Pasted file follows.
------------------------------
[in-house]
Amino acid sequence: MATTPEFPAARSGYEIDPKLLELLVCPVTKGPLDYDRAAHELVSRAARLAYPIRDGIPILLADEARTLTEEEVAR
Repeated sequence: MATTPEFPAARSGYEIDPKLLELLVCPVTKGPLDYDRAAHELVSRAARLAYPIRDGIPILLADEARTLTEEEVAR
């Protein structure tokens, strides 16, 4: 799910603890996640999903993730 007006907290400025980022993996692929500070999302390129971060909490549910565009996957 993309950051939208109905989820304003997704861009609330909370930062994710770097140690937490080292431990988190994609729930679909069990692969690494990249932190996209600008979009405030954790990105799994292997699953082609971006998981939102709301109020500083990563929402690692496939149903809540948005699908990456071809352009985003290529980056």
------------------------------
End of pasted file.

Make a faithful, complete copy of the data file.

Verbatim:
[in-house]
Amino acid sequence: MATTPEFPAARSGYEIDPKLLELLVCPVTKGPLDYDRAAHELVSRAARLAYPIRDGIPILLADEARTLTEEEVAR
Repeated sequence: MATTPEFPAARSGYEIDPKLLELLVCPVTKGPLDYDRAAHELVSRAARLAYPIRDGIPILLADEARTLTEEEVAR
């Protein structure tokens, strides 16, 4: 799910603890996640999903993730 007006907290400025980022993996692929500070999302390129971060909490549910565009996957 993309950051939208109905989820304003997704861009609330909370930062994710770097140690937490080292431990988190994609729930679909069990692969690494990249932190996209600008979009405030954790990105799994292997699953082609971006998981939102709301109020500083990563929402690692496939149903809540948005699908990456071809352009985003290529980056």